On Friday night, fifty people braved a cold and rainy night to fill the pews of the First Presbyterian Church in downtown Asheville. The church’s Gothic-style interior and subdued lighting provided a tasteful backdrop for a debut performance by the Brevard Woodwind Quintet (flutist Leonard Lopatin, oboist Andrew Parker, clarinetist Steve Loew, bassoonist Will Peebles, and French horn player Hobart Whitman). The ensemble was hosted by Amici Music, directed by the entertaining and talented Daniel Weiser. Weiser prefaced the performance with an informative history lesson on the evolution of the woodwind quintet from the mid-18th century to the present day. This overview was capped off with humorous quotes by notable historical figures on each of the woodwind instruments.

The program began with Franz Danzi’s Woodwind Quintet in G minor, Opus 56, No. 2. In the opening movement, the ensemble maintained impeccable rhythmic clarity; the frequent call-and-response between each performer in the woodwind choir was well-balanced, each instrument’s melodic interjection clearly heard. Peebles’ agility with the rapid melodic sequences and Whitman’s dynamic control were especially impressive. The distinctive sonic quality of each instrument was beautifully highlighted in the second movement. Loew and Peebles did an especially fine job providing the accompanying harmony. Lopatin and Parker, while highly expressive, were at times overpowering in the overall texture. However, by the third movement the ensemble as a whole reached agreement on dynamic blend, and performed the spritely rhythms with a playful bounce. The fourth movement provided an energetic conclusion that showcased the manual dexterity of each musician.

Following Weiser’s humorous interlude about the clarinet, the quintet performed Jacques Ibert’s Trois Pièces Brèves. The jocund, swinging rhythms of the first movement were well-executed by all the performers, creating a sonic dance for the audience’s ears. Lopatin and Loew played the lyrical counterpoint of the second movement with soaring command, their duet a sonorous dialogue. The quintet expertly navigated through the chromatic harmonies and frequent modulations of the third movement with superb intonation and sensitive ensembleship.

The program continued with Malcolm Arnold’s Three Shanties for Wind Quintet. The quintet remained tightly synchronized through Arnold’s syncopated rhythms and dissonant harmonies, while capturing the composer’s intent to musically portray a drunken sailor. Part of the way through this movement, the “Habanera” quote from Bizet’s opera – played with humorous panache by Peebles – elicited several chuckles from the audience. In the second movement, Peebles uncannily mimicked the sound of a foghorn on his bassoon, while Lopatin, Parker, and Whitman all played solos with delicate finesse. The third movement, Arnold’s version of an Irish reel, provided many opportunities for the five musicians to demonstrate a wide range of timbre combinations possible in a woodwind quintet. The interjections of “Yo Ho Blow the Man Down” were played with soloistic vivacity by each performer.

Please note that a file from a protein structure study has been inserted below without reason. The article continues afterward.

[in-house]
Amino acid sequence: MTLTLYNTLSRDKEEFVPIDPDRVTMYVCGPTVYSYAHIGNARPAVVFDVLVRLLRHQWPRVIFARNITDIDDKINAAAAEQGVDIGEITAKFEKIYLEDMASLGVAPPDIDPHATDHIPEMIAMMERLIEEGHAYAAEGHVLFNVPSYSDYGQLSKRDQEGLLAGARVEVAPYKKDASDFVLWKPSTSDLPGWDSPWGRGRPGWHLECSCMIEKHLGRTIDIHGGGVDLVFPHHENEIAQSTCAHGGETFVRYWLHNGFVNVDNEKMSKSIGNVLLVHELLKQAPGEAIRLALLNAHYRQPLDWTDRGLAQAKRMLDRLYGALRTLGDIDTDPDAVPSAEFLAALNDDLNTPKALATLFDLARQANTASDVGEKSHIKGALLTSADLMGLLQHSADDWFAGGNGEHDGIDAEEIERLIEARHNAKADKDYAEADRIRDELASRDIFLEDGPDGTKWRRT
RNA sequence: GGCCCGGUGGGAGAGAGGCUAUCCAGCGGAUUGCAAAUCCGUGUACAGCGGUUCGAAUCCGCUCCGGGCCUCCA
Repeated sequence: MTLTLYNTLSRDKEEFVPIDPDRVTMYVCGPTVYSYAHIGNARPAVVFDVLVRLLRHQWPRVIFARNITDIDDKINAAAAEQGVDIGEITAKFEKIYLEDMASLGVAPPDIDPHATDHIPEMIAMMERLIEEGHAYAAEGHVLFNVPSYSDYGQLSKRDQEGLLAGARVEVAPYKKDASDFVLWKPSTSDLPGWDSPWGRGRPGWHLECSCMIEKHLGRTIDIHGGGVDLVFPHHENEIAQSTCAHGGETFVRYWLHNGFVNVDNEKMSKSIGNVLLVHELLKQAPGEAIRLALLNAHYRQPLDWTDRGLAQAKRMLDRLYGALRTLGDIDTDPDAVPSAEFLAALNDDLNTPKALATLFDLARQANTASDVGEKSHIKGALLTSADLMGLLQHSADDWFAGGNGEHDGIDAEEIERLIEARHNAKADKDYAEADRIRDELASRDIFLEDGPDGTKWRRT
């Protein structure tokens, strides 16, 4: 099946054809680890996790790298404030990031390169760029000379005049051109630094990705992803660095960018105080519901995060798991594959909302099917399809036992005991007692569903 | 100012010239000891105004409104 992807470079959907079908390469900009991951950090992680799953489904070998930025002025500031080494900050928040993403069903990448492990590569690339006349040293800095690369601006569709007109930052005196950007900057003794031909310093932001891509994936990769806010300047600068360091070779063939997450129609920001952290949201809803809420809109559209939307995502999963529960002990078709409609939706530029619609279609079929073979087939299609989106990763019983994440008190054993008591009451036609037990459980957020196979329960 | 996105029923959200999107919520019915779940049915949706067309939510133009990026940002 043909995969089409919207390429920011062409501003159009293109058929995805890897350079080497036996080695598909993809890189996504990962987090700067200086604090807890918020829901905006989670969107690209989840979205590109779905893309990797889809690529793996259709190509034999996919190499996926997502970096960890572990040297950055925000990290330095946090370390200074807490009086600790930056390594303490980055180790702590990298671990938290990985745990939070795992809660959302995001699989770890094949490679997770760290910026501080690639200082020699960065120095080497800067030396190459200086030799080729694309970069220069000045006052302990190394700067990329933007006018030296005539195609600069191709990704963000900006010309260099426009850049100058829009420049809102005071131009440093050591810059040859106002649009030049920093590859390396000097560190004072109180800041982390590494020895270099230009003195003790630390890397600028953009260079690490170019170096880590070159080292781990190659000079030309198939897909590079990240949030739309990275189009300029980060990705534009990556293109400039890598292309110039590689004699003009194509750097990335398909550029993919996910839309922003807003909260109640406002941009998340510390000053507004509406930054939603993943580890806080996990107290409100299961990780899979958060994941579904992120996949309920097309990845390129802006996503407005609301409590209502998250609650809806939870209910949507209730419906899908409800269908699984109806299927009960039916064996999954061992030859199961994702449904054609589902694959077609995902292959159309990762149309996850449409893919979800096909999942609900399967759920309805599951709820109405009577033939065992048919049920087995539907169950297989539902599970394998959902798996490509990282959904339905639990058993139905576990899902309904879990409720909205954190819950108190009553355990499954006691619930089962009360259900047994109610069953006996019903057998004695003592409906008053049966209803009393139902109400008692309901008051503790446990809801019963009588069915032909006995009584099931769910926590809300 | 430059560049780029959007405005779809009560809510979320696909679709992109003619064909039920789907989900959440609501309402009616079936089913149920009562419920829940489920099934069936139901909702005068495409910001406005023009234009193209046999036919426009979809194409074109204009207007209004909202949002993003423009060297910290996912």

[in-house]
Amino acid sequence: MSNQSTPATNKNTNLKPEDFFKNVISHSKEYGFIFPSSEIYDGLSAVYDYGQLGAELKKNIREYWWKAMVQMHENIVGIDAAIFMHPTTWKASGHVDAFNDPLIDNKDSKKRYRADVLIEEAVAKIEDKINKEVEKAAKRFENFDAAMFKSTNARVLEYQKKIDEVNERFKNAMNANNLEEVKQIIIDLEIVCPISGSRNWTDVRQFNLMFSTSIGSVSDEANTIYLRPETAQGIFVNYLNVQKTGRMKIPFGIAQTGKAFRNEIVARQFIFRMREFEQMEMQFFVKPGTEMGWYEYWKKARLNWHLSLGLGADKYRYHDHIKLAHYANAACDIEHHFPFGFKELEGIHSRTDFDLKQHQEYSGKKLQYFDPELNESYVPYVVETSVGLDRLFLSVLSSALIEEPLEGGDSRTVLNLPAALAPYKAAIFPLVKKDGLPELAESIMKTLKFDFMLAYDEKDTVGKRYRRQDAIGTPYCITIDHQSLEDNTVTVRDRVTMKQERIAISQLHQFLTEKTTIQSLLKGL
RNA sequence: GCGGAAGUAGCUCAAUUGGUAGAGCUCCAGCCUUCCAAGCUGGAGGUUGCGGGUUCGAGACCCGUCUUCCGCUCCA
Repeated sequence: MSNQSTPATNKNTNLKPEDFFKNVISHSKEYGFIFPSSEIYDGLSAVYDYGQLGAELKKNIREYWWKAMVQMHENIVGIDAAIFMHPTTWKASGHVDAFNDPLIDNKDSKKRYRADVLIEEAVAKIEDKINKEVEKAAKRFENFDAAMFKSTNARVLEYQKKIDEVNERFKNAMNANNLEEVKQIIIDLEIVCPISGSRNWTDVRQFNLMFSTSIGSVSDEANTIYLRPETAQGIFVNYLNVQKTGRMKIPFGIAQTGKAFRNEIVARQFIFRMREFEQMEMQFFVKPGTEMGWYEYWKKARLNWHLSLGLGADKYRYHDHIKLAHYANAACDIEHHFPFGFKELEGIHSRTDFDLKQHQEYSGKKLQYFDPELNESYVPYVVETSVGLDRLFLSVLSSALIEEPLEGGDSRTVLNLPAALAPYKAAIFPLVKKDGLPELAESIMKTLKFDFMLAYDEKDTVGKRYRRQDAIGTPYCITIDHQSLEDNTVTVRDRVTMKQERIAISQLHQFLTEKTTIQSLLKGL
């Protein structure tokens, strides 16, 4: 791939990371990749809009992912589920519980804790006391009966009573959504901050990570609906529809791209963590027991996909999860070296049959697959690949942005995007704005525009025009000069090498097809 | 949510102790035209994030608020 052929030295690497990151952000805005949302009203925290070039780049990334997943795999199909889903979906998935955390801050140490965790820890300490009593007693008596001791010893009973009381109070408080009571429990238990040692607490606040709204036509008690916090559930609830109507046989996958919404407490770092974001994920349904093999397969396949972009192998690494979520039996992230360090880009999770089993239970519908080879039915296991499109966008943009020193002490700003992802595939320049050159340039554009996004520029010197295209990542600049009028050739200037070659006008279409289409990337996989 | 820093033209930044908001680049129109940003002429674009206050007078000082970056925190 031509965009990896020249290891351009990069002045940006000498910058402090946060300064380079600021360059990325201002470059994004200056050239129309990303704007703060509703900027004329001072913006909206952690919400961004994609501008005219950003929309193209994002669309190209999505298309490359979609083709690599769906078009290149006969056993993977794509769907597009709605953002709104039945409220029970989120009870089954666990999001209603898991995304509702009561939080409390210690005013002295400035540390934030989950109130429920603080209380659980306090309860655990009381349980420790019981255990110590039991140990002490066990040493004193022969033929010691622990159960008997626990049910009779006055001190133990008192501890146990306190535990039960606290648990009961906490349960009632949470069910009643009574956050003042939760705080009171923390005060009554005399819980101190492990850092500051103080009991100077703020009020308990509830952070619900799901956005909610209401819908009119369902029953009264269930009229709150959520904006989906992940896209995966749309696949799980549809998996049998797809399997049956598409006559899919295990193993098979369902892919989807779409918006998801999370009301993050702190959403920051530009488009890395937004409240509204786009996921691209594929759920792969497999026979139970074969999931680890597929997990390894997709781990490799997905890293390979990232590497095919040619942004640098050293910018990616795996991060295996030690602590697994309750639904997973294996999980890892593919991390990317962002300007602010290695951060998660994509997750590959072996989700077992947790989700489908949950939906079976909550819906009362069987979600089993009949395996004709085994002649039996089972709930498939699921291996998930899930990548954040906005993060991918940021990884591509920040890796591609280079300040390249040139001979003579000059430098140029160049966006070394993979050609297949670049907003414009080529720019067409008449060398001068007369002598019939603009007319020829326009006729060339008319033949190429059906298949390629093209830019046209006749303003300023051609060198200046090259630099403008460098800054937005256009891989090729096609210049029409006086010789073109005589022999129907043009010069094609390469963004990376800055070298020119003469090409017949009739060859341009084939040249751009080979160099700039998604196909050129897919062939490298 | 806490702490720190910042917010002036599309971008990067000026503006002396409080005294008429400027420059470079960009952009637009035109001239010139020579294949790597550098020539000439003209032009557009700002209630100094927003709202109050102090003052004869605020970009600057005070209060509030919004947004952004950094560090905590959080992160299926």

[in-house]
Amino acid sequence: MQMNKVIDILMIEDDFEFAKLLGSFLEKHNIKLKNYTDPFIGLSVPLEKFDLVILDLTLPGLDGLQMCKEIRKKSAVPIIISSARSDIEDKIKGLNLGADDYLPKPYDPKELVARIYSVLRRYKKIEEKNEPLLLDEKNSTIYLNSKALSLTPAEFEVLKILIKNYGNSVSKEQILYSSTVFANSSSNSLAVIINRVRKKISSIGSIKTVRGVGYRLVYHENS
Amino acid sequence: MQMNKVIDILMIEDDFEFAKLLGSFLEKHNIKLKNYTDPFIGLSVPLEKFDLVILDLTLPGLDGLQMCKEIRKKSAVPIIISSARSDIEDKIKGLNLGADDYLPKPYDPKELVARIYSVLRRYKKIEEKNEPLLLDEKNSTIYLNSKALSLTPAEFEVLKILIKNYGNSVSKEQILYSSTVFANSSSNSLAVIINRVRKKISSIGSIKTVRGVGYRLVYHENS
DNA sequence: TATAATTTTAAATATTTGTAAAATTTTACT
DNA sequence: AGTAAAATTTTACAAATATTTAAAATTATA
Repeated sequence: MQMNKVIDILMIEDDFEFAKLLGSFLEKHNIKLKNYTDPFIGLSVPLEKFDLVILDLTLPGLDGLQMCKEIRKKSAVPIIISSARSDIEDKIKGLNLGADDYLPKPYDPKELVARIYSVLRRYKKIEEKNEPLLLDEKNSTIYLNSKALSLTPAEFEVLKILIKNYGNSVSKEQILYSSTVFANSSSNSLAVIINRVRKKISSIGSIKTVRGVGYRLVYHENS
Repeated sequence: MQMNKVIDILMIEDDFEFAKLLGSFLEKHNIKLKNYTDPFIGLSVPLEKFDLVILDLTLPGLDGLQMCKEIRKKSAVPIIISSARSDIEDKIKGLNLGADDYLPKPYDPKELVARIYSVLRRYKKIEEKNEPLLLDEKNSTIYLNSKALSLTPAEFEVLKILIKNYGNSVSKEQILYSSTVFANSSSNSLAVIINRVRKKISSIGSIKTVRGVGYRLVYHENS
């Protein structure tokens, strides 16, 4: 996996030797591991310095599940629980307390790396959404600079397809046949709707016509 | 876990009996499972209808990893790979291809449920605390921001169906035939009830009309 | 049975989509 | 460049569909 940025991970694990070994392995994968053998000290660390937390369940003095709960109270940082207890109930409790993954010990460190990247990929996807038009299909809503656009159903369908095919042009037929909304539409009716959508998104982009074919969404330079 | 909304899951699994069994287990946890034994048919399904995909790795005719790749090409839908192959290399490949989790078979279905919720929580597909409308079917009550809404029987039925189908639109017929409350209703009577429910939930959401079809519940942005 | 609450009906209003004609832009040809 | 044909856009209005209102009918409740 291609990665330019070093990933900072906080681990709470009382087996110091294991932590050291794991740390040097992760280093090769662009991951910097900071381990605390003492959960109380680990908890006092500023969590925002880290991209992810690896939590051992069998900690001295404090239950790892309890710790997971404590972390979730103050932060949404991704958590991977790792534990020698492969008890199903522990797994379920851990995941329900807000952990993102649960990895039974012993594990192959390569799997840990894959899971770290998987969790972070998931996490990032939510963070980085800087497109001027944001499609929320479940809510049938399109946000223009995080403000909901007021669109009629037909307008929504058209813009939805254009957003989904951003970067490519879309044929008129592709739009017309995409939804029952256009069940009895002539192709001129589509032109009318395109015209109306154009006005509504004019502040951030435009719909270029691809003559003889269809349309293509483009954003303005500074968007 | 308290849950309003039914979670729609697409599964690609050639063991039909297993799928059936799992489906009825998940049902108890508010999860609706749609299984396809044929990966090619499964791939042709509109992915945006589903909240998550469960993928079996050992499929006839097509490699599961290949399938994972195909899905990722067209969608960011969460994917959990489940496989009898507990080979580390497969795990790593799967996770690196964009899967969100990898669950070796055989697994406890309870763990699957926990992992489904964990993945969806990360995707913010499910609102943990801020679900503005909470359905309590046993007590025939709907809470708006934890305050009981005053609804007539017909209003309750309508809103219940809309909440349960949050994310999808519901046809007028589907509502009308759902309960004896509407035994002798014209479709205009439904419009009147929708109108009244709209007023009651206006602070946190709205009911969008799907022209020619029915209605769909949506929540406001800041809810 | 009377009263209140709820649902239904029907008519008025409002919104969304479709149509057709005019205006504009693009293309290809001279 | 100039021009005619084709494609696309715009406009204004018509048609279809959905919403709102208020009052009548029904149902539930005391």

The first half of the program concluded with Arthur Frackenpohl’s arrangement of Scott Joplin’s rag, “The Cascades.” The quintet did a fine job capturing the march-like rhythm and turn-of-the-century syncopations of a work originally written for piano.

Following intermission, Weiser joined the quintet on piano for a performance of Ludwig Thuille’s Sextet for Piano and Woodwind Quintet. Op. 6. The opening movement featured solo interludes for Whitman, Loew, and Lopatin. The flowing rhythms of Weiser’s accompaniment provided a gorgeous bed of sound for the quintet’s sonorous melodies. Weiser demonstrated sensitivity and a graceful touch as an accompanist, while also demonstrating a powerful presence in sections that featured the piano as a solo voice within the ensemble.

The second movement featured various combinations of woodwind instruments, acting as smaller consorts within the chamber ensemble. This orchestration by Thuille gives the chamber work a more symphonic quality. The third movement, a playful gavotte, provided multiple opportunities to showcase the technical prowess of each of the five woodwind performers. Parker’s and Lopatin’s jubilant intensity and well-crafted upper register sound provided a brilliant sparkle at significant cadences. The energy continued into the final movement, as each performer injected an adventurous spirit into the finale’s rapidly pervasive ternary rhythms. The excitement was maintained in the contrasting sustained passages, while providing a dramatic texture change.

A wonderful showcase for each performer’s expertly-honed skill, the finale provided a rousing conclusion to an excellent evening of music. This reviewer hopes that this debut performance will be the first of many for this exceptional new chamber ensemble.

The Brevard Woodwind Quintet will repeat “Winds of Winter” on Saturday at All Souls Cathedral at Biltmore Village and Sunday afternoon at White Horse Black Mountain. See our sidebar for details.